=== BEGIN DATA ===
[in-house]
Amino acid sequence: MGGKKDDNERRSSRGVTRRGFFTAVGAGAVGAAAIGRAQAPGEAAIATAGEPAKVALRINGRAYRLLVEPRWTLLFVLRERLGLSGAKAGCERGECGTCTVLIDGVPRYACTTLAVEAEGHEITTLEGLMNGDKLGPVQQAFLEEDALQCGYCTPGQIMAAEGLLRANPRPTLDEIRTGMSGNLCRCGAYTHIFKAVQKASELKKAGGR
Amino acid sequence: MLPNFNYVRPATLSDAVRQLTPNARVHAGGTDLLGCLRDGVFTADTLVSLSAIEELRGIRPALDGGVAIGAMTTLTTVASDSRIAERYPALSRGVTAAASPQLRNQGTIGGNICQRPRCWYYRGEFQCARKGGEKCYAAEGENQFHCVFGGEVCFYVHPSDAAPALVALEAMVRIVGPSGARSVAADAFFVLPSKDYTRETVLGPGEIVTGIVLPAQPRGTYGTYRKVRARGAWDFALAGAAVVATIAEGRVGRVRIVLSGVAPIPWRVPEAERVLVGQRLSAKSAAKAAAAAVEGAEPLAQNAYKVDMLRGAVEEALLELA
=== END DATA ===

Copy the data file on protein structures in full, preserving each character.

[in-house]
Amino acid sequence: MGGKKDDNERRSSRGVTRRGFFTAVGAGAVGAAAIGRAQAPGEAAIATAGEPAKVALRINGRAYRLLVEPRWTLLFVLRERLGLSGAKAGCERGECGTCTVLIDGVPRYACTTLAVEAEGHEITTLEGLMNGDKLGPVQQAFLEEDALQCGYCTPGQIMAAEGLLRANPRPTLDEIRTGMSGNLCRCGAYTHIFKAVQKASELKKAGGR
Amino acid sequence: MLPNFNYVRPATLSDAVRQLTPNARVHAGGTDLLGCLRDGVFTADTLVSLSAIEELRGIRPALDGGVAIGAMTTLTTVASDSRIAERYPALSRGVTAAASPQLRNQGTIGGNICQRPRCWYYRGEFQCARKGGEKCYAAEGENQFHCVFGGEVCFYVHPSDAAPALVALEAMVRIVGPSGARSVAADAFFVLPSKDYTRETVLGPGEIVTGIVLPAQPRGTYGTYRKVRARGAWDFALAGAAVVATIAEGRVGRVRIVLSGVAPIPWRVPEAERVLVGQRLSAKSAAKAAAAAVEGAEPLAQNAYKVDMLRGAVEEALLELA